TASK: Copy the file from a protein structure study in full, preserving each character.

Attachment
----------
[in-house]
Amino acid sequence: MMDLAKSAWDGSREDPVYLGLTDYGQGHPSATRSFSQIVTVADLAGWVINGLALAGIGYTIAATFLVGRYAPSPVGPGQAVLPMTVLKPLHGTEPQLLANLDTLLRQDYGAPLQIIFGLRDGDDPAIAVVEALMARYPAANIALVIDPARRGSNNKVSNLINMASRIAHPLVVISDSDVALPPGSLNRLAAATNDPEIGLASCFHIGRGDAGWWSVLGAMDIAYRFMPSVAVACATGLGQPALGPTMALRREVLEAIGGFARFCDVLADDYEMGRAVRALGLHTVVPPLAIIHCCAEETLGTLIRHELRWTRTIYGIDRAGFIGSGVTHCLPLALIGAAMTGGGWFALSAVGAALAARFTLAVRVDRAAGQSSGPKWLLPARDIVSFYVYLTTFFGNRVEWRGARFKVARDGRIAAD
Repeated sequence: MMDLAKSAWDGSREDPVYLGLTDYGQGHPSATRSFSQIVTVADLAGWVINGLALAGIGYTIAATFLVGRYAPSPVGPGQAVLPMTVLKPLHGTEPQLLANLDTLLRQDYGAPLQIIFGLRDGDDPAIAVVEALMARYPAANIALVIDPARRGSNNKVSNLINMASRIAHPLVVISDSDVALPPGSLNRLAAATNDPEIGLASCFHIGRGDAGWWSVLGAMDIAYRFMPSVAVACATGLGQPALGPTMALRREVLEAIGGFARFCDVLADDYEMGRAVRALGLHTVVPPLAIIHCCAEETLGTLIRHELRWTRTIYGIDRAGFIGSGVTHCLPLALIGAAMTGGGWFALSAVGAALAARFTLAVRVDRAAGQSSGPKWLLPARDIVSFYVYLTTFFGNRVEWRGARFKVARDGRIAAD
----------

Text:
[in-house]
Amino acid sequence: MMDLAKSAWDGSREDPVYLGLTDYGQGHPSATRSFSQIVTVADLAGWVINGLALAGIGYTIAATFLVGRYAPSPVGPGQAVLPMTVLKPLHGTEPQLLANLDTLLRQDYGAPLQIIFGLRDGDDPAIAVVEALMARYPAANIALVIDPARRGSNNKVSNLINMASRIAHPLVVISDSDVALPPGSLNRLAAATNDPEIGLASCFHIGRGDAGWWSVLGAMDIAYRFMPSVAVACATGLGQPALGPTMALRREVLEAIGGFARFCDVLADDYEMGRAVRALGLHTVVPPLAIIHCCAEETLGTLIRHELRWTRTIYGIDRAGFIGSGVTHCLPLALIGAAMTGGGWFALSAVGAALAARFTLAVRVDRAAGQSSGPKWLLPARDIVSFYVYLTTFFGNRVEWRGARFKVARDGRIAAD
Repeated sequence: MMDLAKSAWDGSREDPVYLGLTDYGQGHPSATRSFSQIVTVADLAGWVINGLALAGIGYTIAATFLVGRYAPSPVGPGQAVLPMTVLKPLHGTEPQLLANLDTLLRQDYGAPLQIIFGLRDGDDPAIAVVEALMARYPAANIALVIDPARRGSNNKVSNLINMASRIAHPLVVISDSDVALPPGSLNRLAAATNDPEIGLASCFHIGRGDAGWWSVLGAMDIAYRFMPSVAVACATGLGQPALGPTMALRREVLEAIGGFARFCDVLADDYEMGRAVRALGLHTVVPPLAIIHCCAEETLGTLIRHELRWTRTIYGIDRAGFIGSGVTHCLPLALIGAAMTGGGWFALSAVGAALAARFTLAVRVDRAAGQSSGPKWLLPARDIVSFYVYLTTFFGNRVEWRGARFKVARDGRIAAD